Surveillance critical to halting deadly tomato pest

By Jackie Opara. Reblogged from SciDev.Net

tuta
© Marja van der Straten/NVWA Plant Protection Service/Bugwood – CC BY-NC 3.0 US

Effective surveillance and integrated pest management could curb the devastating impacts of tomato pest, Tuta absoluta, also called tomato leaf miner, which is ravaging the crop in Nigeria, experts say.

T. absoluta has affected most parts of northern Nigeria tomato farms in Kaduna state, causing a loss of more than 1 billion naira (about US$3.5 million), leading to rising tomato prices, according to the Centre for Agriculture and Biosciences International (CABI) — an organisation working with African governments and research institutions to monitor the spread of the pest.

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Farming First and GACSA launch creative partnership to explore “Climate-Smart Agriculture in Action”

Contributed by Farming First

CSAOne billion farmers all over the world, responsible for growing the food the feeds the planet, are under unprecedented pressure from a changing climate. For eight months in a row now, temperatures have been the highest on record. Food shortages are affecting an estimated 100 million people in the wake of drought prompted by the strongest El Niño we have ever seen.

We urgently require ways of helping farmers preserve food security, and adapt to these harsher realities. We also need to ensure farmers can be part of the solution to climate change, given that food systems account for 19-29% of total greenhouse gas emissions.

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CABI’s Dr Kuhlmann talks plant health innovation at G20 Agricultural Chief Scientists meeting

Ulli G20 MACS 2 Cropped
Yesterday, CABI’s Executive Director of Global Operations, Dr Ulrich Kuhlmann, spoke about the importance of agricultural innovation and sharing plant health knowledge at the 5th meeting of the G20 Agricultural Chief Scientists (MACS). As the host country, China chaired the meeting. The G20 MACS took place in Xi’an on 30-31 May 2016, with representatives from G20 countries, as well as international organizations for agricultural research and international development, attending to discuss matters of global food security.

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Campaigning for Safe Chemical Use in Uganda

A loud booming voice on a megaphone breaks the silence in the farming village of Kaptum centre..”Akwaa! lo mite kapurto nyepo ceyec cepo nyepokaptisyet!”, (come attend a plant health rally by ministry of agriculture officials). Farmers quickly gather and listen attentively as Ministry of Agriculture, Animal Industry and Fisheries (MAAIF) officials conduct the plant health rally.After the rally, we meet Betty Seyekwo, a hardworking farmer and mother of seven children living in Kapchorwa-Uganda. Last season, she planted beans in her 2 acre farm and harvested 13 bags. This was a decline from the previous season when she harvested 20 bags. Before changing crops to beans, Betty was predominantly a maize farmer until a strange disease wiped out her entire crop.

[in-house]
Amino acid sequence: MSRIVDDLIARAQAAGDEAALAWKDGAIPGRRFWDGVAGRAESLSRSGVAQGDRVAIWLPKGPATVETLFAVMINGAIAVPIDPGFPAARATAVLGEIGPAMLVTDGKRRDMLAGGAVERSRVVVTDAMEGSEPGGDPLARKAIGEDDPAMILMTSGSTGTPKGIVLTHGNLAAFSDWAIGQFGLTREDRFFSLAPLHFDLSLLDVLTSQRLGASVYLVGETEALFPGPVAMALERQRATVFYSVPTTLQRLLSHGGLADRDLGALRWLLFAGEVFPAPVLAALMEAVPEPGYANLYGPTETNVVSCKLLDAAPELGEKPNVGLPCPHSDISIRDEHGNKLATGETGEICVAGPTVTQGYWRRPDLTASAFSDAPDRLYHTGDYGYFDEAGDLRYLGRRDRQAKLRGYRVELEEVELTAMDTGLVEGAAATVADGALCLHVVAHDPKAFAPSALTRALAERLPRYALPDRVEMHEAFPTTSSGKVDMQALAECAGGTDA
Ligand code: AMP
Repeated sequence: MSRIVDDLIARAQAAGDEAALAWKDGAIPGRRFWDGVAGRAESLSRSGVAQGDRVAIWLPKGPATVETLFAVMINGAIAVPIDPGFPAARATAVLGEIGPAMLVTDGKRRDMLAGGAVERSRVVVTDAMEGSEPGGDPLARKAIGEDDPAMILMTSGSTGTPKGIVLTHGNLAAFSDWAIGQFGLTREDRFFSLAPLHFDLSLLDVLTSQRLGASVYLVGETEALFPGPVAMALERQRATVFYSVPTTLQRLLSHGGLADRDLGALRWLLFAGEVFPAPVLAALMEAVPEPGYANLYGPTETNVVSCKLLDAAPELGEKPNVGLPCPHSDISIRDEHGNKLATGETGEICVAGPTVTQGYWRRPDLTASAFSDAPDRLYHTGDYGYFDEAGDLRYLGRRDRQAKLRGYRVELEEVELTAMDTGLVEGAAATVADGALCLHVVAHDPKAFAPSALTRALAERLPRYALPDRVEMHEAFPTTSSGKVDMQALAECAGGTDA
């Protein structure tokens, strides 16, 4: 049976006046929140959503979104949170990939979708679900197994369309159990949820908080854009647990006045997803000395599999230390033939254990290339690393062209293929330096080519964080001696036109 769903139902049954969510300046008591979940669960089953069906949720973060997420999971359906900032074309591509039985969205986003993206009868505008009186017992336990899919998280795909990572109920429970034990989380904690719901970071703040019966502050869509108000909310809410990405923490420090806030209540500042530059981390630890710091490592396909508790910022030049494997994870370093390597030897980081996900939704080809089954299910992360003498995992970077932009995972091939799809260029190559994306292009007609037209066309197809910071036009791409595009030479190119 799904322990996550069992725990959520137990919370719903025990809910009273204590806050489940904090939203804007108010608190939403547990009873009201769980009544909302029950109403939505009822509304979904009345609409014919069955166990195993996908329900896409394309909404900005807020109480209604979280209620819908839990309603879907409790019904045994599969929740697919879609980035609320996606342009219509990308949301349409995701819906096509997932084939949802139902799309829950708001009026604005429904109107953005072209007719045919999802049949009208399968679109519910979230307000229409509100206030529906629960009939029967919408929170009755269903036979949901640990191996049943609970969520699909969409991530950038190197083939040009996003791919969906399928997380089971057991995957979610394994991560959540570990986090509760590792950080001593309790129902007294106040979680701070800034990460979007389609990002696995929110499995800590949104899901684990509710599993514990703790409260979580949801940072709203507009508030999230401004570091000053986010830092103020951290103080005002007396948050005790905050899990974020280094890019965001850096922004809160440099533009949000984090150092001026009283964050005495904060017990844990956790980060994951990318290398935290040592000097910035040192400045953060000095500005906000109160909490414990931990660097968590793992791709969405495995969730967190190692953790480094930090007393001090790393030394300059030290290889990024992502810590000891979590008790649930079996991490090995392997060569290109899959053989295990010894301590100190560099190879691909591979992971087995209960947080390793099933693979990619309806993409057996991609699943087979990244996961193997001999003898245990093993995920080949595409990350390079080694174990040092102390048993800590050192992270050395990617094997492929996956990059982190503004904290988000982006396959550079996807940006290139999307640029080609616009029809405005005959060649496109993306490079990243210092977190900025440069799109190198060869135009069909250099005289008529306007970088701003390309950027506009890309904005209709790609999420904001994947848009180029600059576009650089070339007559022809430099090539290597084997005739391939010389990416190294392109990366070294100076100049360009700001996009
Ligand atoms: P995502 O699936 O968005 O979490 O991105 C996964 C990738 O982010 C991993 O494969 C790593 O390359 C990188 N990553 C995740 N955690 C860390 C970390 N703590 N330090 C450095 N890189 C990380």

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CPM11 kicks off at the FAO in Rome

Contributed by Melanie Bateman, CABI

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Dr Rudy Rabbinge giving the keynote address ©FAO/Giulio Napolitano

On Monday 04 April 2016, the 11th of session of the Commission on Phytosanitary Measures (CPM) kicked off in Rome. The meeting began with opening remarks from Mr. Daniel Gustafson, FAO Deputy Director General of Operations, and a hearty welcome to the new IPPC Secretary, Mr. Jingyuan Xia.

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Tackling food security with urban agriculture

urban ag
The world population is projected to increase by an additional one billion people by 2030 with Africa and Asia accounting for the greater share of this population growth. According to UN reports, more than half of the world’s population currently live in urban areas. By 2030, it is expected that more than 70 percent of the world population will live in urban areas, especially in developing countries. The steady influx of people to urban areas has significantly increased the demand for food, water and shelter in cities and those who cannot afford these basic amenities are referred to as ’urban poor’.

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Factsheet of the month: February 2016 – Rotation against purple seed stain in soya

20167800029At the beginning of January, a new research centre opened in Benin, which aims to boost productivity and incomes of smallholder farmers, and create job opportunities. Researchers based at the Green Innovation Center, which has been funded by the Federal German Ministry for Economic Cooperation and Development (BMZ), will develop tools for training and improve frameworks for collaboration and innovation with the ultimate goal of improving farmer livelihoods.

Initially, the centre will focus on pastoral agriculture, rice and soybeans, which are both important nutritional crops and key commodities in the area. Soybeans are particularly high in protein, a macronutrient which is still lacking in many diets in Subsaharan Africa. However, like all crops it is susceptible to numerous pests and diseases. This month’s factsheet of the month focuses on Purple Stain of soybean. This disease is caused by the fungus Cercospora kikuchii which causes seeds to turn purple and affects the price that they fetch on the market. Continue reading